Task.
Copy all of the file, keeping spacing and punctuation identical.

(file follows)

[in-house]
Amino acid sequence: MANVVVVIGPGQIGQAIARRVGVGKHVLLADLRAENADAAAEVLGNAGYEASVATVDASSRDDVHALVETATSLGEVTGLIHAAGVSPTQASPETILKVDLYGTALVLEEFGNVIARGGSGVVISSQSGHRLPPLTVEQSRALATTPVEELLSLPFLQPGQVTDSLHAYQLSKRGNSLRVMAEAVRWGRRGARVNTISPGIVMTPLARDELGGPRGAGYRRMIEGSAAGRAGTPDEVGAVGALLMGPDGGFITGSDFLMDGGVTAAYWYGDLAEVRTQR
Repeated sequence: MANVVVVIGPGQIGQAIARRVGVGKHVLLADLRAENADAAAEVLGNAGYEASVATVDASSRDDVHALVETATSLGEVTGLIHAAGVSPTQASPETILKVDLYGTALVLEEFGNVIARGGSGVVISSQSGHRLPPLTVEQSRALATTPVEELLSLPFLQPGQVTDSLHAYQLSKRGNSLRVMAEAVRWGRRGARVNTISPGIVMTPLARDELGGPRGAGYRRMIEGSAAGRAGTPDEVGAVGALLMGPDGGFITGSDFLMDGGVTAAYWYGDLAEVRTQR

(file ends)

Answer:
[in-house]
Amino acid sequence: MANVVVVIGPGQIGQAIARRVGVGKHVLLADLRAENADAAAEVLGNAGYEASVATVDASSRDDVHALVETATSLGEVTGLIHAAGVSPTQASPETILKVDLYGTALVLEEFGNVIARGGSGVVISSQSGHRLPPLTVEQSRALATTPVEELLSLPFLQPGQVTDSLHAYQLSKRGNSLRVMAEAVRWGRRGARVNTISPGIVMTPLARDELGGPRGAGYRRMIEGSAAGRAGTPDEVGAVGALLMGPDGGFITGSDFLMDGGVTAAYWYGDLAEVRTQR
Repeated sequence: MANVVVVIGPGQIGQAIARRVGVGKHVLLADLRAENADAAAEVLGNAGYEASVATVDASSRDDVHALVETATSLGEVTGLIHAAGVSPTQASPETILKVDLYGTALVLEEFGNVIARGGSGVVISSQSGHRLPPLTVEQSRALATTPVEELLSLPFLQPGQVTDSLHAYQLSKRGNSLRVMAEAVRWGRRGARVNTISPGIVMTPLARDELGGPRGAGYRRMIEGSAAGRAGTPDEVGAVGALLMGPDGGFITGSDFLMDGGVTAAYWYGDLAEVRTQR